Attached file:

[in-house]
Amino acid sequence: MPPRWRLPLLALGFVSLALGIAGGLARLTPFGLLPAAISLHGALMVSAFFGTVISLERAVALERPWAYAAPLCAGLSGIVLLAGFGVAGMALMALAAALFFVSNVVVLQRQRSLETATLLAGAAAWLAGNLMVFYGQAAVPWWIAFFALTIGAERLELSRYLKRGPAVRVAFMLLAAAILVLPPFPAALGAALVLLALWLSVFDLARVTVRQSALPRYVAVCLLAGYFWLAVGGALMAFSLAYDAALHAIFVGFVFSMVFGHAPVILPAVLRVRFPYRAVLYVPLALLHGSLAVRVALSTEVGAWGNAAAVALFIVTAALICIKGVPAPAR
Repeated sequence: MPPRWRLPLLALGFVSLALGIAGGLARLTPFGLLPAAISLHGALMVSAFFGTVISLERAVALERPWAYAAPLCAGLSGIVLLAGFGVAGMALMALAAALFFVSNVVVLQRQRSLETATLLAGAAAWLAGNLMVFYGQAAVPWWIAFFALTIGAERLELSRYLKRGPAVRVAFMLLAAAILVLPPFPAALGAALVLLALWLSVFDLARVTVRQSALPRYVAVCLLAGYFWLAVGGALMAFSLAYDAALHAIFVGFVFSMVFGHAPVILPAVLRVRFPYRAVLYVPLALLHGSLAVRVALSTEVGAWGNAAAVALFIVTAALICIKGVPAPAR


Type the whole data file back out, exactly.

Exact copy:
[in-house]
Amino acid sequence: MPPRWRLPLLALGFVSLALGIAGGLARLTPFGLLPAAISLHGALMVSAFFGTVISLERAVALERPWAYAAPLCAGLSGIVLLAGFGVAGMALMALAAALFFVSNVVVLQRQRSLETATLLAGAAAWLAGNLMVFYGQAAVPWWIAFFALTIGAERLELSRYLKRGPAVRVAFMLLAAAILVLPPFPAALGAALVLLALWLSVFDLARVTVRQSALPRYVAVCLLAGYFWLAVGGALMAFSLAYDAALHAIFVGFVFSMVFGHAPVILPAVLRVRFPYRAVLYVPLALLHGSLAVRVALSTEVGAWGNAAAVALFIVTAALICIKGVPAPAR
Repeated sequence: MPPRWRLPLLALGFVSLALGIAGGLARLTPFGLLPAAISLHGALMVSAFFGTVISLERAVALERPWAYAAPLCAGLSGIVLLAGFGVAGMALMALAAALFFVSNVVVLQRQRSLETATLLAGAAAWLAGNLMVFYGQAAVPWWIAFFALTIGAERLELSRYLKRGPAVRVAFMLLAAAILVLPPFPAALGAALVLLALWLSVFDLARVTVRQSALPRYVAVCLLAGYFWLAVGGALMAFSLAYDAALHAIFVGFVFSMVFGHAPVILPAVLRVRFPYRAVLYVPLALLHGSLAVRVALSTEVGAWGNAAAVALFIVTAALICIKGVPAPAR